(The Hill) — Rep. Scott Perry (R-Penn.) has sued the Department of Justice (DOJ) to block it from accessing materials on his phone after the agency seized it earlier this month.
The filing indicates that while the government seized and made a digital copy of Perry’s phone, they are in the process of getting a warrant to review its contents.
Perry’s phone appeared to have been briefly seized in connection with the DOJ’s probe into the Jan. 6, 2021, Capitol riot following the seizure of the phones of two attorneys working closely with former President Trump to overturn the results of the 2020 election.
Perry introduced Trump to Jeffrey Clark, then an assistant attorney general at the DOJ. Trump at the time weighed installing Clark, who was willing to forward investigations into Trump’s baseless claims of election fraud, as attorney general.
Perry is claiming his phone contains privileged material, something he says would violate the Constitution’s Speech and Debate Clause, which protects members of Congress for actions taken in the course of their job. He also claims his phone contains information covered by attorney-client privilege and marital privilege.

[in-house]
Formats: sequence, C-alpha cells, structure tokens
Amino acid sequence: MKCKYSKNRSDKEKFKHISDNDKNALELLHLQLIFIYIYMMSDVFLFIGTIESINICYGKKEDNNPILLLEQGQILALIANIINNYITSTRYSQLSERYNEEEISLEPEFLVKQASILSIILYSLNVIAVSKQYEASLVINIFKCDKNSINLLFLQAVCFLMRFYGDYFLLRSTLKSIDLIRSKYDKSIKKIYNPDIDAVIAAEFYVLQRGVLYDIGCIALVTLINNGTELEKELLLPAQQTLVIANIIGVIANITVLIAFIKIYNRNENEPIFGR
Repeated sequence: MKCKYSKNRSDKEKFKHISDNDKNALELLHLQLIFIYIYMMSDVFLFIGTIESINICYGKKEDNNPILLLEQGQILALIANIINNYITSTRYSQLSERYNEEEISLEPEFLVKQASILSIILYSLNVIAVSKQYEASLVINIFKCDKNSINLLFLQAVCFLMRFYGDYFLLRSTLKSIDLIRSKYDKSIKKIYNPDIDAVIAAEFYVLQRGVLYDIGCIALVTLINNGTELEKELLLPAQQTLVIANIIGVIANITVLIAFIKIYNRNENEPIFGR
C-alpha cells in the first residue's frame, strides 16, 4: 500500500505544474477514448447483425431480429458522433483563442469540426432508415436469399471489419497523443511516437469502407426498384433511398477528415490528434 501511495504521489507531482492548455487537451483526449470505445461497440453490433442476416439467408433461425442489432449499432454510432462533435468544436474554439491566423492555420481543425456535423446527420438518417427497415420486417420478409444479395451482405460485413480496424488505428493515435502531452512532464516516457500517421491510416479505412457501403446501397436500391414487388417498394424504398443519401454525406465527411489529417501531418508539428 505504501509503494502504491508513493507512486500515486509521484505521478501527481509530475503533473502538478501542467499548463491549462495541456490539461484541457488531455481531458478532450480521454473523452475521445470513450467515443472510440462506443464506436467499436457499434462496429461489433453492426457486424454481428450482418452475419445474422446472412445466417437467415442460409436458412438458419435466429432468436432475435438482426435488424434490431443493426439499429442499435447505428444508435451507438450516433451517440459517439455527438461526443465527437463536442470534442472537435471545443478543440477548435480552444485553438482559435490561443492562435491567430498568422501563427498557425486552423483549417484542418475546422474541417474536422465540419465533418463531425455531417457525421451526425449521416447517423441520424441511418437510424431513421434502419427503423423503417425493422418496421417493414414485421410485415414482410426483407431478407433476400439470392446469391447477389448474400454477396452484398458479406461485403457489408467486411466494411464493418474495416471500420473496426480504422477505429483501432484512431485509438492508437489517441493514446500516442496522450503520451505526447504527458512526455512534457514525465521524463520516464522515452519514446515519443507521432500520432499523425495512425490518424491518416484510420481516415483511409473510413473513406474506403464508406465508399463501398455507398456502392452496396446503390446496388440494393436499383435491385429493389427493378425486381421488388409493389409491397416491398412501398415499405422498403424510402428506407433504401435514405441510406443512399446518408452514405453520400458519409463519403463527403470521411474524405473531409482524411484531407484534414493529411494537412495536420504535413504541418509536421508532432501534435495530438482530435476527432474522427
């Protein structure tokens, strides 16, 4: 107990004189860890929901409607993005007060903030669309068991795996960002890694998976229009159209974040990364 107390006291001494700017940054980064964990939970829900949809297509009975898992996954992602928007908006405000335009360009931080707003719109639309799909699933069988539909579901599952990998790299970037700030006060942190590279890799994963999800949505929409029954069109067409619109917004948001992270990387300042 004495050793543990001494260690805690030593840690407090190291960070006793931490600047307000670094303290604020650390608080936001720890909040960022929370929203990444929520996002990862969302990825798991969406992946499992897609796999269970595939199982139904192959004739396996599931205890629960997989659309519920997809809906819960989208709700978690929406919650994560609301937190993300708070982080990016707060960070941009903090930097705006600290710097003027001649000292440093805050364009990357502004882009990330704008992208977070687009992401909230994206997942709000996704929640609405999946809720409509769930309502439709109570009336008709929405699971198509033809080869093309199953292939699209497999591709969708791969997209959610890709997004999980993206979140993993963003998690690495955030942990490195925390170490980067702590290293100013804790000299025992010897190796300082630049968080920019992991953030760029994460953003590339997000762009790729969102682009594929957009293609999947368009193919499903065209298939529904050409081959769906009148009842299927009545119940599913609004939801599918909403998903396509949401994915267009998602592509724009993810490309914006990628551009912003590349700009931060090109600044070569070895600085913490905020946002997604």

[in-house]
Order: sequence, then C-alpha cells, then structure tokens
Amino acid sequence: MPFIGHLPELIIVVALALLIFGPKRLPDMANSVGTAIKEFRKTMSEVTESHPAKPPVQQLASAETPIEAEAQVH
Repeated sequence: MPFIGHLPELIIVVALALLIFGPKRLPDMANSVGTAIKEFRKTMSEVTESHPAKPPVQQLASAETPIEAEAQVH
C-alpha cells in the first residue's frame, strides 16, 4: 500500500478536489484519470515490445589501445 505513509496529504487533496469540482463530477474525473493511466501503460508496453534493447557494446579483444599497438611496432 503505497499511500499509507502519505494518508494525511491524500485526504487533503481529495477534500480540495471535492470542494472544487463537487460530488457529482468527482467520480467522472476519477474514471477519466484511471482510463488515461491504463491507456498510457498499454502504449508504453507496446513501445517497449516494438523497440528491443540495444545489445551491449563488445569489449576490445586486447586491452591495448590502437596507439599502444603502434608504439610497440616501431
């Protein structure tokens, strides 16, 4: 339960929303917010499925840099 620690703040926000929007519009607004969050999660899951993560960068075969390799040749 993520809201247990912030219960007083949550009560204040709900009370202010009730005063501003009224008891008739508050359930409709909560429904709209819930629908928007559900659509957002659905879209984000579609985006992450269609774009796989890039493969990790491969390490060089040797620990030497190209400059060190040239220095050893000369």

“Federal agents should not be given carte blanche to root around in Rep. Perry’s phone data looking for evidence that they hope might further their investigation,” his attorneys wrote in the filing, which was first reported by Politico.
The filing indicates Perry rejected an offer by the DOJ to review the contents of the phone jointly so long as he waived any Speech or Debate Clause protections.
The suit was filed in court last week, a little over a week after his phone was seized, but was not publicly docketed until Tuesday.